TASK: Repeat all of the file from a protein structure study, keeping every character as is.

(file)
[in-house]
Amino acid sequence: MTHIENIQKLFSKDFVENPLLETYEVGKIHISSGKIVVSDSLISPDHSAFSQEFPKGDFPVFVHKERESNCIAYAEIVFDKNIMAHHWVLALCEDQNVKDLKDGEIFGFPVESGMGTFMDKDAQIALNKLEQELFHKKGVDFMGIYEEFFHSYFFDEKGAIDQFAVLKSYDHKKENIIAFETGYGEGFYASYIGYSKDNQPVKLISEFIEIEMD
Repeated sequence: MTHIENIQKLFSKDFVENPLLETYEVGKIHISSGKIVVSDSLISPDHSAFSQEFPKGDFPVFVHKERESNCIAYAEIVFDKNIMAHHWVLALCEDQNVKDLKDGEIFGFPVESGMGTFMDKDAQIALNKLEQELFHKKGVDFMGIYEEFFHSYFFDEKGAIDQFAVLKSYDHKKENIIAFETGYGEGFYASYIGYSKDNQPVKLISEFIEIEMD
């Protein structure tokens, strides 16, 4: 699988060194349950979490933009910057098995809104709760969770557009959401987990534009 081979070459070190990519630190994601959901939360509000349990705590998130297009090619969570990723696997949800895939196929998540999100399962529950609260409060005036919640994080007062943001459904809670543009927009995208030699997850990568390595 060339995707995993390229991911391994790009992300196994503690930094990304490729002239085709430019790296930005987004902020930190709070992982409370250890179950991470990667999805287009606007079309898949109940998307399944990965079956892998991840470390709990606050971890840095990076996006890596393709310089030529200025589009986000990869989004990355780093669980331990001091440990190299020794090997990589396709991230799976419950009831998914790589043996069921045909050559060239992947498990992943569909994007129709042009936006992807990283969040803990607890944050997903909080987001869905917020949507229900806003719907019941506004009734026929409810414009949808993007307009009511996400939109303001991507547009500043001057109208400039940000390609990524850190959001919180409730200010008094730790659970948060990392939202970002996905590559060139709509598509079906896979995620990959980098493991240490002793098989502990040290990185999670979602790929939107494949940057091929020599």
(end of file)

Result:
[in-house]
Amino acid sequence: MTHIENIQKLFSKDFVENPLLETYEVGKIHISSGKIVVSDSLISPDHSAFSQEFPKGDFPVFVHKERESNCIAYAEIVFDKNIMAHHWVLALCEDQNVKDLKDGEIFGFPVESGMGTFMDKDAQIALNKLEQELFHKKGVDFMGIYEEFFHSYFFDEKGAIDQFAVLKSYDHKKENIIAFETGYGEGFYASYIGYSKDNQPVKLISEFIEIEMD
Repeated sequence: MTHIENIQKLFSKDFVENPLLETYEVGKIHISSGKIVVSDSLISPDHSAFSQEFPKGDFPVFVHKERESNCIAYAEIVFDKNIMAHHWVLALCEDQNVKDLKDGEIFGFPVESGMGTFMDKDAQIALNKLEQELFHKKGVDFMGIYEEFFHSYFFDEKGAIDQFAVLKSYDHKKENIIAFETGYGEGFYASYIGYSKDNQPVKLISEFIEIEMD
């Protein structure tokens, strides 16, 4: 699988060194349950979490933009910057098995809104709760969770557009959401987990534009 081979070459070190990519630190994601959901939360509000349990705590998130297009090619969570990723696997949800895939196929998540999100399962529950609260409060005036919640994080007062943001459904809670543009927009995208030699997850990568390595 060339995707995993390229991911391994790009992300196994503690930094990304490729002239085709430019790296930005987004902020930190709070992982409370250890179950991470990667999805287009606007079309898949109940998307399944990965079956892998991840470390709990606050971890840095990076996006890596393709310089030529200025589009986000990869989004990355780093669980331990001091440990190299020794090997990589396709991230799976419950009831998914790589043996069921045909050559060239992947498990992943569909994007129709042009936006992807990283969040803990607890944050997903909080987001869905917020949507229900806003719907019941506004009734026929409810414009949808993007307009009511996400939109303001991507547009500043001057109208400039940000390609990524850190959001919180409730200010008094730790659970948060990392939202970002996905590559060139709509598509079906896979995620990959980098493991240490002793098989502990040290990185999670979602790929939107494949940057091929020599």